My first comment on seeing this session was to replay the Jerry Seinfeld epithet "Newman" over and over in my head (LOL!). That is, of course, intentional because what is Newman in Seinfeld? He's a Postman ;).
I have been interested in looking at how I can get more capability away from dedicated tools and to be drivable from the command line. Postman is a neat tool, to be sure, but it is also a tool that tends to require one to actively interact with it. Thus I am excited to hear Christina Thalayasingam talk about this.
Okay so what is the purpose of a tool like Newman? For that matter, why would we need a tool like Postman? The key reason for Postman is it is a tool that is designed to test API interactions. You send data in POST commands, formatted in XML, JSON, etc. and you then get a response based on what you send. This can be super helpful when you want to test to see if parameters are set, or to get a specific value without having to dive into the UI to find those details.
Postman does this very well, to be sure, but again, as I stated in my intro, Postman is a standalone tool that I as a user interact with. I can script it, I can add automation elements but I can't practically run a script to do the things that I want Postman to do. This would be especially problematic in a CI/CD setting. Jenkins isn't going to fire up Postman. Well, it could, but my ability to interact with it remotely would be less than desirable, to say the least. However, the collections I have in Postman are valuable and usable. It would be cool to access those and run them as needed to qualify the API tests I've already created.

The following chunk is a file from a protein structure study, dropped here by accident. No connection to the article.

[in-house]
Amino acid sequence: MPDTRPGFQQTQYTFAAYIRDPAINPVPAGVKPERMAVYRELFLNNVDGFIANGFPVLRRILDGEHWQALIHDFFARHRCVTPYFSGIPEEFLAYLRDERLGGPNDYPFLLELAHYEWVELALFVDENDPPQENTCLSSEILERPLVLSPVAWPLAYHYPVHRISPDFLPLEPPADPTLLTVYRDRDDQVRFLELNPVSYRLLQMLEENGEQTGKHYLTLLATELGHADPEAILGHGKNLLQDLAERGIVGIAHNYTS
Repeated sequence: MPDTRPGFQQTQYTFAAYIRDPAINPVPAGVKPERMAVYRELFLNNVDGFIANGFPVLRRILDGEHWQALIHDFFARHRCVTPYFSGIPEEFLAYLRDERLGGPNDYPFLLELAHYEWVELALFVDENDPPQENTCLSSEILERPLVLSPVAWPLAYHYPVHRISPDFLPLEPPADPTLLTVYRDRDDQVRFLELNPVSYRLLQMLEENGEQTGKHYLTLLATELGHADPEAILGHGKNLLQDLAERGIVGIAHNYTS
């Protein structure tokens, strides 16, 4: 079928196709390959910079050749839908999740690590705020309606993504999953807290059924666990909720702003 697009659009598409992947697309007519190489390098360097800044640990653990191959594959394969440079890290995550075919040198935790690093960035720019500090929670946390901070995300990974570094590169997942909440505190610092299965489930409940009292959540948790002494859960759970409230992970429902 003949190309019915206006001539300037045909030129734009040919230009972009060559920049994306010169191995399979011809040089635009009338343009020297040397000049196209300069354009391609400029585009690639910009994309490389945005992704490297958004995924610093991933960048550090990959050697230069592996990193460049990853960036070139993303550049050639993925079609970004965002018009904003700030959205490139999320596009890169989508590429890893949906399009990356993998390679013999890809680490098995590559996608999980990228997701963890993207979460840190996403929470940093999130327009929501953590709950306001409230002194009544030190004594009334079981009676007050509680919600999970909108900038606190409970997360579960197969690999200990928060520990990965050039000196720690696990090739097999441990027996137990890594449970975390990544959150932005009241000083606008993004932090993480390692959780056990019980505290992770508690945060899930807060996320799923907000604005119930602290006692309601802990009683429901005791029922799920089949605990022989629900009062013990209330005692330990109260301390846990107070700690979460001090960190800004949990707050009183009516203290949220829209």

Christina pointed out some additional tools they considered including paw (limited to Mac originally though now making its way to Linux and Windows). Postman of course also works well and I'm already using it. Insomnia is another tool that is interesting but has limitations to exporting its scripts and being used outside of itself. The goal here ultimately is ti be able to control API tests with a command-line approach. I mean, if we want to get right down to it, curl can certainly do that (in fact, that's been my typical approach) but curl requires some finessing with what you get back and tweaking your return values so they can be used and shared/validated.
So what does Newman do? It's basically a collection runner. That's it. I could use some global variables and create data-driven testing runs one after another to make sure we don't get errors when we run at scale. We can add delay and timeout values to see how robust our environment is or where we would run into issues with load or performance.
I like how the output comes out as a table when it finishes so that it would be easy to share and view results. That alone is worth me taking a closer look at this. Also, having the ability to create a variety of scenarios to run the same collection with variables and have those options something I can run for multiple iterations sounds like a definitely useful addition.
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